A Question of Culture – How We Safeguard Our Most Vulnerable
It was hard to watch. A very burly man thumping the window close to the face of a youngster and shouting aggressively because he hadn’t tidied up his room. Classic macho male intimidation. This was followed by more footage of brutal, disturbing and apparently orchestrated attacks.
I’m referring of course to the Panorama documentary broadcasting the covert filming which showed the way in which young people were being dealt with at Medway Secure Training Centre in Rochester.
We know that these young people are amongst the most difficult and can display some truly challenging behaviour and provocation which staff must deal with on a daily basis. But we also know of their extreme vulnerability. And it’s important to remember that these young people are being cared for in this setting precisely because they are vulnerable as well as very difficult.
The issues raised by this documentary have organisational culture at their heart.
Most local authorities are still responsible for providing residential care and know only too well of the dangers of the potential for dysfunctional cultures to develop. Davidson-Arad’s study Observed violence, abuse and risk behaviours in juvenile correctional facilities: Comparison of inmate and staff reports (2005) examined inmate victimisation by staff and peers. The study described the way in which closed settings like prisons developed norms of behaviour and ways of dealing with things which are in the interests of the institution and not of the people being cared for. And how staff may resort to violence because they feel as though the inmates deserve punishment or that they can do so with impunity.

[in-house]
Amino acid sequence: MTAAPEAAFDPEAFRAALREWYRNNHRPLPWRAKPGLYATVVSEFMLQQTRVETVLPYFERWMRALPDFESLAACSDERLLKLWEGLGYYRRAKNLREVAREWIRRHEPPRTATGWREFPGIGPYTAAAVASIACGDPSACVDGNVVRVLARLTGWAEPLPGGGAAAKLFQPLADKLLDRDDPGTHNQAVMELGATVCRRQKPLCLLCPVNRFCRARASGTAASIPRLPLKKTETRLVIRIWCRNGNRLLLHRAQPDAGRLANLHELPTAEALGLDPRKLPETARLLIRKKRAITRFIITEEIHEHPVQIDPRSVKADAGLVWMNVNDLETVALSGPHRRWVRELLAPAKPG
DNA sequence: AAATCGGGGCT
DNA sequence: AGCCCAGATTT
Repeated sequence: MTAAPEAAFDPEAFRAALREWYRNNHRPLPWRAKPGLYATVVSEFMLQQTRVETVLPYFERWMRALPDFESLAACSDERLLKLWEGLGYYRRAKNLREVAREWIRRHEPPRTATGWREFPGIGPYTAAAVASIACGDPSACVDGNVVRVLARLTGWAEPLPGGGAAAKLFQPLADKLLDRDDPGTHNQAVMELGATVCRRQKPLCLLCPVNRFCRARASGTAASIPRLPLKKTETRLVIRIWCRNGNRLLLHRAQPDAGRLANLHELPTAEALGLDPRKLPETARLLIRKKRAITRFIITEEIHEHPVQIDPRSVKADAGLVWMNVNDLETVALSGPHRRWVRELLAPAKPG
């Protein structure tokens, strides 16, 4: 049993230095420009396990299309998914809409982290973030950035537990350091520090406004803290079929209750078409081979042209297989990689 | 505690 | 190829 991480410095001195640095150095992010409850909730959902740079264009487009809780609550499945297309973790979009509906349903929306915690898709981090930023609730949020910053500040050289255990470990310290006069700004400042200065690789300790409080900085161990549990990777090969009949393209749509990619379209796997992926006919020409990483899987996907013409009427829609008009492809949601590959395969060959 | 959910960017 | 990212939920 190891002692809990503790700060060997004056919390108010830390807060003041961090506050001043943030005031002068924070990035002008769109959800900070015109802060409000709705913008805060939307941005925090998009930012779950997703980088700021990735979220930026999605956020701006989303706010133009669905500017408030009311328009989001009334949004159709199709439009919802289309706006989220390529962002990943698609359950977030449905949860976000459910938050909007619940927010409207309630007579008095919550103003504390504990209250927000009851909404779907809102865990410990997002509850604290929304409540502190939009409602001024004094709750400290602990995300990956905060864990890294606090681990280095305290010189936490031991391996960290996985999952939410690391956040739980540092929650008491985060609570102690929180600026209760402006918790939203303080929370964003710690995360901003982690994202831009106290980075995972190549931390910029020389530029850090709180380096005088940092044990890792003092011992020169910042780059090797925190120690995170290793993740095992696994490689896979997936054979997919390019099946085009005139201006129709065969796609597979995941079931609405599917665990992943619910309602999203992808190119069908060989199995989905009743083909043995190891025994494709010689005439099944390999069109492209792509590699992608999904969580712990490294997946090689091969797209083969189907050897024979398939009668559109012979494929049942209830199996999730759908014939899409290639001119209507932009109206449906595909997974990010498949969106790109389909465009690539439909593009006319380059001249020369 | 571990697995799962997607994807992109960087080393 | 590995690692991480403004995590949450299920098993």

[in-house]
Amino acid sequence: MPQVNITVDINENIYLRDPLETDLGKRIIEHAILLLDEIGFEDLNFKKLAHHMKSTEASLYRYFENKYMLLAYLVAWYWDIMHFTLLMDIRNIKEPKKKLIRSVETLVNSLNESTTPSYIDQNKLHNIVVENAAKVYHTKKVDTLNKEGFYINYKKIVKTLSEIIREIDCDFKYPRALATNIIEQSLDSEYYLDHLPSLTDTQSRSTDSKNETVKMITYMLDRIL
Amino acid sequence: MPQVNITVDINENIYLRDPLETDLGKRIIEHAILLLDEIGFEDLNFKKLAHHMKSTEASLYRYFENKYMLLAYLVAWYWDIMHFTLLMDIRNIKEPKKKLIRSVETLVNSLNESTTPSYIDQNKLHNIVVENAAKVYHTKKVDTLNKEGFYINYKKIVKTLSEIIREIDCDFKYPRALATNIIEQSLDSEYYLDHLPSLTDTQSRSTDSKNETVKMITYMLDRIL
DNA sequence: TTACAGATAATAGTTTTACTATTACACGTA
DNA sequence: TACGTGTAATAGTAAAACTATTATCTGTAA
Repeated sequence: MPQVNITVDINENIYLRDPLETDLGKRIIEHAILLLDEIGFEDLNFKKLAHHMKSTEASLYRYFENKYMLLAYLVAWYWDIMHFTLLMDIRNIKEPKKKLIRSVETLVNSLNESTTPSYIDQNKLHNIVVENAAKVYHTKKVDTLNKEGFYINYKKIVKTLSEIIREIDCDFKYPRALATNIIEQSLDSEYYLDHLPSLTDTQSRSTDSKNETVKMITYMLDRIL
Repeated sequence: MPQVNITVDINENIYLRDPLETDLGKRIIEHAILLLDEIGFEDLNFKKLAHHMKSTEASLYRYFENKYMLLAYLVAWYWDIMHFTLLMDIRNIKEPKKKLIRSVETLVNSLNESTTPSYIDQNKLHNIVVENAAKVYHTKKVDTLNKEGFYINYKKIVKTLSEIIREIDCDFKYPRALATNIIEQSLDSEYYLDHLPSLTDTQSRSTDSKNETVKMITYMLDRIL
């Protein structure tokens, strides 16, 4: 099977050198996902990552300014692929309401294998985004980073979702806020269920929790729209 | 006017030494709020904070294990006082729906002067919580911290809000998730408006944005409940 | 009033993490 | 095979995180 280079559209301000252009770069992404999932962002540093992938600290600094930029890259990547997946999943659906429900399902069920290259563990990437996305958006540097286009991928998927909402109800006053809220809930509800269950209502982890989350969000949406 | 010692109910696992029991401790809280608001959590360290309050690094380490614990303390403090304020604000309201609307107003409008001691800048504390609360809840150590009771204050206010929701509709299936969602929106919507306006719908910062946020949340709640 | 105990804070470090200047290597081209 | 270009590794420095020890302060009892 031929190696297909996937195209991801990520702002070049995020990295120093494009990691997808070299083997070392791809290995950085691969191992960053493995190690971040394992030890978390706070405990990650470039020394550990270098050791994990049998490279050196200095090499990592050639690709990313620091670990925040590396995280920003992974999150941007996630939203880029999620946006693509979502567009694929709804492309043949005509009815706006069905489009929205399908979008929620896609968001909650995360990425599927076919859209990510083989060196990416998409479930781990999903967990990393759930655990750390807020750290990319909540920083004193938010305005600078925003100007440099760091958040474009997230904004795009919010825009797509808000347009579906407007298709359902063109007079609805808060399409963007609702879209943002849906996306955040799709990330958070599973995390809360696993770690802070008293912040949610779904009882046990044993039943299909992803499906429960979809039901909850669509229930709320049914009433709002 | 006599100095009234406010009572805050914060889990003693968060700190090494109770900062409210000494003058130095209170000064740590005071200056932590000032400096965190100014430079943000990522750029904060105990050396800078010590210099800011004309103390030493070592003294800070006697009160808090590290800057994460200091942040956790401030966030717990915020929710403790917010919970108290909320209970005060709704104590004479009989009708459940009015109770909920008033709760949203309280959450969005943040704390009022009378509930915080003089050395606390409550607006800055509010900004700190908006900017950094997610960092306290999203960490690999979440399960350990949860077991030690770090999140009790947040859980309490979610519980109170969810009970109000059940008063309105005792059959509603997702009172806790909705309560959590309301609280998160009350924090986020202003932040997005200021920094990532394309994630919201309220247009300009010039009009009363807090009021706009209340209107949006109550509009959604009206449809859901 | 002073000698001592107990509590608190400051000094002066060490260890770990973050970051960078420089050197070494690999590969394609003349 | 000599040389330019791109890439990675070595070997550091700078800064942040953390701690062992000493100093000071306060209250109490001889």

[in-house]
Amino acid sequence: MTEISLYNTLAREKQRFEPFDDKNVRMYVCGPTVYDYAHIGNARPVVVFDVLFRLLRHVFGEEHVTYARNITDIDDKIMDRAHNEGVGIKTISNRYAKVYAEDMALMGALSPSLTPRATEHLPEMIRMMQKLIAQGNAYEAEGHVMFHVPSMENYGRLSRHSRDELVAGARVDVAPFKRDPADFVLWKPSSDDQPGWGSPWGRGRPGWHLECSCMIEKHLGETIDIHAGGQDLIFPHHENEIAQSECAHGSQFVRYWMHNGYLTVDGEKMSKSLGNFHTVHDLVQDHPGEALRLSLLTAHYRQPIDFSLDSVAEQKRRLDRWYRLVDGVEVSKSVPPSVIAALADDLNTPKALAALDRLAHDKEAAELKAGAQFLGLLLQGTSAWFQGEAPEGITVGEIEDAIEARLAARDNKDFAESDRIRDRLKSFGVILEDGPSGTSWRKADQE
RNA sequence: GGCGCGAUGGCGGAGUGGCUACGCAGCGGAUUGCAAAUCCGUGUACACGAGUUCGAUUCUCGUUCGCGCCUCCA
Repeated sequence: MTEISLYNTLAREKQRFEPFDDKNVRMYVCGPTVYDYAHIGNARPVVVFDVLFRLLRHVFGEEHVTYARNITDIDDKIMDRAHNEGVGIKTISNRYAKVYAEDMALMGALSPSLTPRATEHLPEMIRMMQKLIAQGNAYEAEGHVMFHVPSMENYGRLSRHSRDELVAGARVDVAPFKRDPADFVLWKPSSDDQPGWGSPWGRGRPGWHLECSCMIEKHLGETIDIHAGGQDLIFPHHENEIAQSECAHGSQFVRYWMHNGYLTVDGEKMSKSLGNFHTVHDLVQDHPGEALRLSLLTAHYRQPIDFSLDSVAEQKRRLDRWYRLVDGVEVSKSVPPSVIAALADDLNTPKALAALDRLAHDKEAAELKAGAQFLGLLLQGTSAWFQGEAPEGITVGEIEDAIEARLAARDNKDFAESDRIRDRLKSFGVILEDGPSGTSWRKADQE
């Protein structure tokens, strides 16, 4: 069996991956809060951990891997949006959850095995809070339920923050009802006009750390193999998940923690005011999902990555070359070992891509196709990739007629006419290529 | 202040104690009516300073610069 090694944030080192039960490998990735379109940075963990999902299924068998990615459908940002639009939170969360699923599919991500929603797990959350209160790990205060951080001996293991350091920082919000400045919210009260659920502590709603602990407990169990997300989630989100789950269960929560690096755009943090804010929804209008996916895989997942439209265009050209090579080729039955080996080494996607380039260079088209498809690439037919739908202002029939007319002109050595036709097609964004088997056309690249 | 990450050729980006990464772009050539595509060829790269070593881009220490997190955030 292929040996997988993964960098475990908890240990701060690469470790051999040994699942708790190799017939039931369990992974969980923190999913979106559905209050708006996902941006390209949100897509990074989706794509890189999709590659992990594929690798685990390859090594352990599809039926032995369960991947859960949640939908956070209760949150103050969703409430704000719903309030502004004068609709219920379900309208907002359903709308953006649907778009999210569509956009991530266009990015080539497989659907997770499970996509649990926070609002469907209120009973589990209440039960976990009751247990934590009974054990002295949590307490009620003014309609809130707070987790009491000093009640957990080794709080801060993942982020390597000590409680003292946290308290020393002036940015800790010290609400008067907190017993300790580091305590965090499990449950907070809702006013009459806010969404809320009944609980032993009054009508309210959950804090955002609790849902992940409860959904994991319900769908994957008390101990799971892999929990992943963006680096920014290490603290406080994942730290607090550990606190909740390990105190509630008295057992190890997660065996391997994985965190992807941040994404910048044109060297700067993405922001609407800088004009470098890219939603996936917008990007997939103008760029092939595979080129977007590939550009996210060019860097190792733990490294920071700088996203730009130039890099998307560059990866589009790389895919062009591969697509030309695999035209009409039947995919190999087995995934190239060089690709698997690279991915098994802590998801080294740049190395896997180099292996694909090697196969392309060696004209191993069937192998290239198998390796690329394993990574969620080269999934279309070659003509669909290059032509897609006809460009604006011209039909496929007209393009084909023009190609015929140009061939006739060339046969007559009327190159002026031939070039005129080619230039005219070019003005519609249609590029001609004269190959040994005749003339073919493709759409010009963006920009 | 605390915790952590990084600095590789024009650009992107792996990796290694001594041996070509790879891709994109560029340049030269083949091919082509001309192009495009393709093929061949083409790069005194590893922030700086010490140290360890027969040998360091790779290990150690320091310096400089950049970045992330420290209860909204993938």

This situation looks like a classic case of that dynamic.
It’s always been tempting to think that when dealing with difficult young men it’s helpful to have strong male role models. And it’s undoubtedly the case that being able to exert an authoritative presence does help with diffusing anger and dealing with physical threats. And the reality is that staff in these settings will, on occasions need to use physical restraint and do need to be not only well-trained but also strong enough to do that safely.
But I’ve seen that done effectively by women under 5 feet tall as well as gently and humanely by large muscly men.
What was deeply disturbing about the documentary was the apparent attitude of some of the staff which appeared to show them seeking conflict and then relishing having not only exerted but abused their authority. And in some disturbing instances appearing to have enjoyed inflicting both physical and emotional pain.
As has been said by those responsible for running these arrangements, there is no place for these attitudes and this behaviour in settings which are designed to care for young people.
But the other important question is the extent to which the way in which these services are commissioned and provided plays any part in a culture which incentivises, minimises or covers up difficulties and challenges in running this kind of care.
Of course the behaviour of any individual member of staff needs to be dealt with. But the bigger question is, is there something inherent in our system which is allowing this sort of culture to develop and go unchallenged?
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